In 1919, Britain plucked 68 Turkish officials awaiting trial in Constantinople for suspected involvement in the massacre of Armenians and shepherded them to a military prison in Malta.
The UK envisioned setting up an international court and bringing them to trial, but faced insuperable jurisdictional problems. The suspects were released. Down the decades, Turkey’s notorious denial that the Ottoman government committed genocide against one million Armenians in 1915 hinged on those ‘acquitted’ and ‘exonerated’ Turks in Malta, though of course charges were never brought and there was no trial.
Today, Turkey wields Article 301 of its criminal code to crack down on those who ‘insult Turkishness’ by affirming the Armenian genocide, most notably author Orhan Pamuk, though his case did not go ahead.
This is some of the sobering history in Geoffrey Robertson QC’s excellent book, in which he forensically charts the Armenians’ deportations, or death marches, and sets down a trenchant legal case against genocide.
Britain’s reaction perhaps epitomises the thin-skinned politics the Armenian question engenders. Britain had joined France and Russia in condemning the ‘crime against humanity and civilisation’. Moreover, in 1916 the British government compiled first-hand accounts of the atrocities in The Treatment of the Armenians in the Ottoman Empire, 1915-16.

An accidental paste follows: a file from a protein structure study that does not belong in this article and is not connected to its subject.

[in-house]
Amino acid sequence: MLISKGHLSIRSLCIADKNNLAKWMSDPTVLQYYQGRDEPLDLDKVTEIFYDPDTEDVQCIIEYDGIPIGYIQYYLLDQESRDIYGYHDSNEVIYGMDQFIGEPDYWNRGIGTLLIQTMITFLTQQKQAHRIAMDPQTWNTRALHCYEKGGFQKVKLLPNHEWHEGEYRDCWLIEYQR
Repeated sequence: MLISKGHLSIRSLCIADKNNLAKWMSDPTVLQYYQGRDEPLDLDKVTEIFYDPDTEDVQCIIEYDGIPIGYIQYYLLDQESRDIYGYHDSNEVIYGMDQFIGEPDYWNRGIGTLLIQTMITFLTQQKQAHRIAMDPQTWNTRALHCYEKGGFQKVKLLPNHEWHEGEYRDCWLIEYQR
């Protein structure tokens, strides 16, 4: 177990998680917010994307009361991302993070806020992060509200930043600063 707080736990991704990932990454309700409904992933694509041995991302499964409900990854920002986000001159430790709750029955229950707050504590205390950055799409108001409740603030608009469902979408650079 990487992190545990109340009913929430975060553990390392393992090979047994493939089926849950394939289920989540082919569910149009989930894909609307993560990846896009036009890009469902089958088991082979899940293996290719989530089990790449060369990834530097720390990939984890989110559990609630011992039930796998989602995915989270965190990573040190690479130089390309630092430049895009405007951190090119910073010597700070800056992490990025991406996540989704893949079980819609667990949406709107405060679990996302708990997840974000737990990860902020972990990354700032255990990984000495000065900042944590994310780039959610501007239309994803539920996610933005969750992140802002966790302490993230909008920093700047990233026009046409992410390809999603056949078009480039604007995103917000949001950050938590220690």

Author: Geoffrey Robertson QC
Publisher: Biteback Publishing (£20)
Yet from the early 1990s to 2010, Robertson explains, the government’s stance that the evidence was ‘not sufficiently unequivocal’ to constitute genocide and that the events of 1915 were no more than ‘a tragedy’, ‘gave great comfort to Turkish denialism’.
The positions of both Germany and the US are equally ambiguous. Alerted by diplomats that its Ottoman allies intended to exterminate the Armenian race, the Kaiser ‘decided to turn a blind eye in the interests of the alliance’. The Kaiser was ‘certainly complicit’ in the genocide, argues Robertson.
In the US, ambassador Henry Morgenthau and his consular officials in their cache of cables and memoirs offered some evidence of Ottoman government guilt. While presidents Ford, Carter and Reagan all denounced the massacres, Bill Clinton and George W Bush would only refer to ‘mass killings’ or ‘massacres’ rather than genocide. Barack Obama uses the term Meds Yeghern (‘the great calamity’).
All of this has particular resonance this year as we approach the centenary of the massacres. While the parliaments of many countries have declared that the 1915 massacres and deportations amounted to genocide, Robertson provides balanced treatment of Turkey’s genocide denial, stemming from its Foreign Ministry’s website.
But Robertson concludes that Turkey should ‘acknowledge the crime against humanity, at the very least and make a historic apology’.
While there is a surfeit of first world war titles, Robertson has filled a gap on the Armenian question with this readable and erudite account.
Nicholas Goodman is a sub-editor at the Law Society Gazette